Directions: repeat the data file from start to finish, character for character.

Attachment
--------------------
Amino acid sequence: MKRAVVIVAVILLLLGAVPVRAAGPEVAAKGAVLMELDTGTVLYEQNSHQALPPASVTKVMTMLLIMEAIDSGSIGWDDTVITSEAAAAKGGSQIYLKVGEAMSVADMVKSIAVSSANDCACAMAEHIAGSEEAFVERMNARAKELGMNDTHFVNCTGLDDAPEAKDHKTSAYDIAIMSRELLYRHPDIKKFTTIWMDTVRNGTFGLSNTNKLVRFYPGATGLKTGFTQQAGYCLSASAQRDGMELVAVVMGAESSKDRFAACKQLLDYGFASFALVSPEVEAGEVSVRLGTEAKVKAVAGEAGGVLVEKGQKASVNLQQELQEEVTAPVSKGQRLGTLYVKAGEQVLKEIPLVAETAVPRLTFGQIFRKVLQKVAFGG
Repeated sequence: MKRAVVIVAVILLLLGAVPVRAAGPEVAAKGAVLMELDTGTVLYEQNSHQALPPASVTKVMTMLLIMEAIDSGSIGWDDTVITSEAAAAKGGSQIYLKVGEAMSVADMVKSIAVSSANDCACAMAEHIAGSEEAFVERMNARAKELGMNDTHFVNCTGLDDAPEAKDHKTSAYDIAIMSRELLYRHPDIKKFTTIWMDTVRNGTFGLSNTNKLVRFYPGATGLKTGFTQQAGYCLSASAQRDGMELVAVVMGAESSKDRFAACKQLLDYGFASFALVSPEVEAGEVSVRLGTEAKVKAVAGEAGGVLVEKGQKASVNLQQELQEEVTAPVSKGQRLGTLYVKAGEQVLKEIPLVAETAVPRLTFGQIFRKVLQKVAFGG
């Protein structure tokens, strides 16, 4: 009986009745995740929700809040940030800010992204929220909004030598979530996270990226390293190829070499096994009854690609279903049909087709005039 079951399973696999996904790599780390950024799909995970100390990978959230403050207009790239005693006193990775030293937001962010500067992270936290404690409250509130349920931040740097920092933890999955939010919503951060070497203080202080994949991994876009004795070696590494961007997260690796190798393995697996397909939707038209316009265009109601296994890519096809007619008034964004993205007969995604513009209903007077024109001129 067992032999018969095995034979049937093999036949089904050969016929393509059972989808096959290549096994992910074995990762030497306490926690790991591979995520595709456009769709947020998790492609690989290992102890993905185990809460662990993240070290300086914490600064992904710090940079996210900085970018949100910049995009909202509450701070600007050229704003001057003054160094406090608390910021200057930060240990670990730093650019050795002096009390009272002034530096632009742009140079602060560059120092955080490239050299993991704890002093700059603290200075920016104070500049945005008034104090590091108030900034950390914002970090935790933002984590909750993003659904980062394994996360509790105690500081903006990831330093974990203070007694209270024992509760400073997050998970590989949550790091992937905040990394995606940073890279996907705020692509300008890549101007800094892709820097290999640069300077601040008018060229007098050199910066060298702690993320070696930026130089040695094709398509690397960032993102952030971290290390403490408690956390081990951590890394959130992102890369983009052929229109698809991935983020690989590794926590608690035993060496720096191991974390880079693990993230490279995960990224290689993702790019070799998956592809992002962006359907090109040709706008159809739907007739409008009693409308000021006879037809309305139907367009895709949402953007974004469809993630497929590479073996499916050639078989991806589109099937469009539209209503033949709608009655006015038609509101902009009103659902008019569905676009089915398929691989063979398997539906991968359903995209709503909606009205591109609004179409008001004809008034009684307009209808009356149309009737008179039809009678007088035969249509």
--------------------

Amino acid sequence: MKRAVVIVAVILLLLGAVPVRAAGPEVAAKGAVLMELDTGTVLYEQNSHQALPPASVTKVMTMLLIMEAIDSGSIGWDDTVITSEAAAAKGGSQIYLKVGEAMSVADMVKSIAVSSANDCACAMAEHIAGSEEAFVERMNARAKELGMNDTHFVNCTGLDDAPEAKDHKTSAYDIAIMSRELLYRHPDIKKFTTIWMDTVRNGTFGLSNTNKLVRFYPGATGLKTGFTQQAGYCLSASAQRDGMELVAVVMGAESSKDRFAACKQLLDYGFASFALVSPEVEAGEVSVRLGTEAKVKAVAGEAGGVLVEKGQKASVNLQQELQEEVTAPVSKGQRLGTLYVKAGEQVLKEIPLVAETAVPRLTFGQIFRKVLQKVAFGG
Repeated sequence: MKRAVVIVAVILLLLGAVPVRAAGPEVAAKGAVLMELDTGTVLYEQNSHQALPPASVTKVMTMLLIMEAIDSGSIGWDDTVITSEAAAAKGGSQIYLKVGEAMSVADMVKSIAVSSANDCACAMAEHIAGSEEAFVERMNARAKELGMNDTHFVNCTGLDDAPEAKDHKTSAYDIAIMSRELLYRHPDIKKFTTIWMDTVRNGTFGLSNTNKLVRFYPGATGLKTGFTQQAGYCLSASAQRDGMELVAVVMGAESSKDRFAACKQLLDYGFASFALVSPEVEAGEVSVRLGTEAKVKAVAGEAGGVLVEKGQKASVNLQQELQEEVTAPVSKGQRLGTLYVKAGEQVLKEIPLVAETAVPRLTFGQIFRKVLQKVAFGG
């Protein structure tokens, strides 16, 4: 009986009745995740929700809040940030800010992204929220909004030598979530996270990226390293190829070499096994009854690609279903049909087709005039 079951399973696999996904790599780390950024799909995970100390990978959230403050207009790239005693006193990775030293937001962010500067992270936290404690409250509130349920931040740097920092933890999955939010919503951060070497203080202080994949991994876009004795070696590494961007997260690796190798393995697996397909939707038209316009265009109601296994890519096809007619008034964004993205007969995604513009209903007077024109001129 067992032999018969095995034979049937093999036949089904050969016929393509059972989808096959290549096994992910074995990762030497306490926690790991591979995520595709456009769709947020998790492609690989290992102890993905185990809460662990993240070290300086914490600064992904710090940079996210900085970018949100910049995009909202509450701070600007050229704003001057003054160094406090608390910021200057930060240990670990730093650019050795002096009390009272002034530096632009742009140079602060560059120092955080490239050299993991704890002093700059603290200075920016104070500049945005008034104090590091108030900034950390914002970090935790933002984590909750993003659904980062394994996360509790105690500081903006990831330093974990203070007694209270024992509760400073997050998970590989949550790091992937905040990394995606940073890279996907705020692509300008890549101007800094892709820097290999640069300077601040008018060229007098050199910066060298702690993320070696930026130089040695094709398509690397960032993102952030971290290390403490408690956390081990951590890394959130992102890369983009052929229109698809991935983020690989590794926590608690035993060496720096191991974390880079693990993230490279995960990224290689993702790019070799998956592809992002962006359907090109040709706008159809739907007739409008009693409308000021006879037809309305139907367009895709949402953007974004469809993630497929590479073996499916050639078989991806589109099937469009539209209503033949709608009655006015038609509101902009009103659902008019569905676009089915398929691989063979398997539906991968359903995209709503909606009205591109609004179409008001004809008034009684307009209808009356149309009737008179039809009678007088035969249509």